* Freddie de Boer: I don’t know how else it say it, considering I’ve said it a thousand times. I want my country to stop killing innocent people. Our Bipartisan Apathy Toward Civilian Drone Deaths. Why I Refuse to Vote for Barack Obama. Is It Moral for Lefties to Vote for Obama? The Thing about Drones.

* The weird thing about the you-stupid-lefties craze is Obama is decisively winning, Were they just afraid they wouldn’t have a chance to punch any hippies this year? Don’t they know it never goes out of season, no matter what happens?

* On the other side: Romney Aides “Pretty Resigned” to Losing. Is the GOP still a national party? And, of course, poll denialism.

* As if Obama needed the help, the economy turns out to be not quite as bad as reported. Still awful though.

* Americans growing tired of the glories of gridlock. It’s too bad our institutions are designed to essentially guarantee it.

* On undecided voters.

* Wheelchair citizenship.

The absence of pity of any sort from Kim E. Nielsen’s new book A Disability History of the United States, published by Beacon Press, is hardly the most provocative thing about it. Nielsen, a professor of disability studies at the University of Toledo, indicates that it is the first book “to create a wide-ranging chronological American history narrative told through the lives of people with disabilities.” By displacing the able-bodied, self-subsisting individual citizen as the basic unit (and implied beneficiary) of the American experience, she compels the reader to reconsider how we understand personal dignity, public life, and the common good.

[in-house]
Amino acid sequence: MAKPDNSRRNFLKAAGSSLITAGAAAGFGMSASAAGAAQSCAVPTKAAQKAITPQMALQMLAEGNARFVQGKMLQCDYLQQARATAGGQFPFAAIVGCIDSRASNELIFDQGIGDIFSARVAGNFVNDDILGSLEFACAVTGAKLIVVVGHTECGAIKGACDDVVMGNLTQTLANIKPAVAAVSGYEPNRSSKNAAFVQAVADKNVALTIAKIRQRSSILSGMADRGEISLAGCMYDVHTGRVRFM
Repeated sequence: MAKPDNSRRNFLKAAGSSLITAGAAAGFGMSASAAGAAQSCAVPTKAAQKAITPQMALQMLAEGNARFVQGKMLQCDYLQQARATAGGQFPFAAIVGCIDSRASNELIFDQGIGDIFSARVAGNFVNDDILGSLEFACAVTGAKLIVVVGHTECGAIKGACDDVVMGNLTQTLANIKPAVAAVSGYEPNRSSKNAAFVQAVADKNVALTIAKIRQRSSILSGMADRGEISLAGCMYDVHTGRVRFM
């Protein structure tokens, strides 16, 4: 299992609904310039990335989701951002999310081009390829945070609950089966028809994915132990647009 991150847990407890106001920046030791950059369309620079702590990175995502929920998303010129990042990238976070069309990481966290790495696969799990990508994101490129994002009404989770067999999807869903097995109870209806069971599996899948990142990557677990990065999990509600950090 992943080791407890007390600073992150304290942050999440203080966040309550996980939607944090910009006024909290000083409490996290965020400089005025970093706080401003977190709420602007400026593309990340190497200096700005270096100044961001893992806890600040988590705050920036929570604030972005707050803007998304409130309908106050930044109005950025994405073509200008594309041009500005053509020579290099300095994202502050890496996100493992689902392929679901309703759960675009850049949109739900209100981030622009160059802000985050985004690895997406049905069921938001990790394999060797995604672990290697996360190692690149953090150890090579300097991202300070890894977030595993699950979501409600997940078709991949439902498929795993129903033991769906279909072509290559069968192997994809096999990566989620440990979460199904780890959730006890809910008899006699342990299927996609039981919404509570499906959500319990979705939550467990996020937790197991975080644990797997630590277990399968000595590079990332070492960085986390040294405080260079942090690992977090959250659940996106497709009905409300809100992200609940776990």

Take the “ugly laws,” for instance. During the late 19th and early 20th centuries, major American cities made it illegal for (in the words of the San Francisco ordinance from 1867) “any person who is diseased, maimed, mutilated, or in any way deformed so as to be an unsightly or disgusting object” to appear in “streets, highways, thoroughfares, or public places.”